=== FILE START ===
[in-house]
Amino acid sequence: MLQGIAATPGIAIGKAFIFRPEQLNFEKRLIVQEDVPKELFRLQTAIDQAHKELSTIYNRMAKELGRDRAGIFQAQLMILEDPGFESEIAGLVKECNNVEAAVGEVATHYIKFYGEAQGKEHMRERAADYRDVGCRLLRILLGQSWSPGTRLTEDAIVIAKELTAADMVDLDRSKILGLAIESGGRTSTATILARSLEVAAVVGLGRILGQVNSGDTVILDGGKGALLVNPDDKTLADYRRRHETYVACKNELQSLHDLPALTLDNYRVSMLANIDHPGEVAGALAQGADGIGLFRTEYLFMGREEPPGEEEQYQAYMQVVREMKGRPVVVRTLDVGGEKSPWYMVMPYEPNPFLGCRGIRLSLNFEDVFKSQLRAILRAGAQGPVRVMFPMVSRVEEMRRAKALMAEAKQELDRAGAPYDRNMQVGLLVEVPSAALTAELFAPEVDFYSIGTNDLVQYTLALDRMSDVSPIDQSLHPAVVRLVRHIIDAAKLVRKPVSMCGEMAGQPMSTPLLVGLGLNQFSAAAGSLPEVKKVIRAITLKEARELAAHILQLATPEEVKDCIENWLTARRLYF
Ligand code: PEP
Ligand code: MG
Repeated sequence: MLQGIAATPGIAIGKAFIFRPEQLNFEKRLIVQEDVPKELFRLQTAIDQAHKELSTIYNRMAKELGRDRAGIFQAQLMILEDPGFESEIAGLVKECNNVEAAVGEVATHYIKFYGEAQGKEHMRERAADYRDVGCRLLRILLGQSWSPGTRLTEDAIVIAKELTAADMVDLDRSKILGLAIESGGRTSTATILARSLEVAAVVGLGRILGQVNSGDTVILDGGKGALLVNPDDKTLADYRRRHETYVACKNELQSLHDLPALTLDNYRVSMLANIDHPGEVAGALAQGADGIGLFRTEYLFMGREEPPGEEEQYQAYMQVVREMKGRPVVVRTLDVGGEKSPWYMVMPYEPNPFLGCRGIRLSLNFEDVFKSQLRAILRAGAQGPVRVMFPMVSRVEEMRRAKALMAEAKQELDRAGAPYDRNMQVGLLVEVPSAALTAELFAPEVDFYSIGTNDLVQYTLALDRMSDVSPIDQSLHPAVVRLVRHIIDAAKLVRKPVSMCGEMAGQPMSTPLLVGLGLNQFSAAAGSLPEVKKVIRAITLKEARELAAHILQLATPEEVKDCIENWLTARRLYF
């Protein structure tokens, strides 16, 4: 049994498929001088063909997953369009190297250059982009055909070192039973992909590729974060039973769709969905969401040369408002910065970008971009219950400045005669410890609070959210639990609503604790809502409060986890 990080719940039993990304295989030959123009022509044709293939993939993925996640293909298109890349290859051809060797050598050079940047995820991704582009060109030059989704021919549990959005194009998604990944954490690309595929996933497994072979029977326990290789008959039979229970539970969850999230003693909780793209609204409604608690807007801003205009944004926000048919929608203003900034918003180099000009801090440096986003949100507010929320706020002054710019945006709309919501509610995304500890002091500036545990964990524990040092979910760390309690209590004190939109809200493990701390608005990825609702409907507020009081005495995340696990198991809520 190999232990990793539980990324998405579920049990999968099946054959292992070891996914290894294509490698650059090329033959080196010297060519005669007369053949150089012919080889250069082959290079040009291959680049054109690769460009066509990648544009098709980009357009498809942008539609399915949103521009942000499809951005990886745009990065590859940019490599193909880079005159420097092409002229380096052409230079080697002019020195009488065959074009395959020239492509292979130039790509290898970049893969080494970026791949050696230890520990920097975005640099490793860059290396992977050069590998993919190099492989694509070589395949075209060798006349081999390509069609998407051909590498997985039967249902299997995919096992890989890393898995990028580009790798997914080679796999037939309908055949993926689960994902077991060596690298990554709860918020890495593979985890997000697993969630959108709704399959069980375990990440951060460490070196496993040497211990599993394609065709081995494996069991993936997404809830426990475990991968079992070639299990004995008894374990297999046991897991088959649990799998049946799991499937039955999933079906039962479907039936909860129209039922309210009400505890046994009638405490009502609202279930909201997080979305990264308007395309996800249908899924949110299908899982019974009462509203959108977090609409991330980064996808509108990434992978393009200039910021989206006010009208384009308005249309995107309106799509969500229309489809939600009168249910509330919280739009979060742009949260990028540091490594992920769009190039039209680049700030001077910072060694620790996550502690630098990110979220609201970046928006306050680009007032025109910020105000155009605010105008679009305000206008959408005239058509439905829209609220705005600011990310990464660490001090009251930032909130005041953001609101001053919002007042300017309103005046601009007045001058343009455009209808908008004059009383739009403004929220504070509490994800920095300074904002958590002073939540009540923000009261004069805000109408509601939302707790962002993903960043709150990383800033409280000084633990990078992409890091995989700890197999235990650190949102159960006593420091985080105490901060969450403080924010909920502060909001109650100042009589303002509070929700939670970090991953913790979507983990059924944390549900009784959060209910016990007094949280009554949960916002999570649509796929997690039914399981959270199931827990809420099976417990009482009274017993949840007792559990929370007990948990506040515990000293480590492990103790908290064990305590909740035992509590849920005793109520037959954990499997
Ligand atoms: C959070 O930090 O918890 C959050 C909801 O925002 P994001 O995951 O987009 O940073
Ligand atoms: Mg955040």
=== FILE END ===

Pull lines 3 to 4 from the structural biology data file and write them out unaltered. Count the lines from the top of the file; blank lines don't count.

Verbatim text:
Ligand code: PEP
Ligand code: MG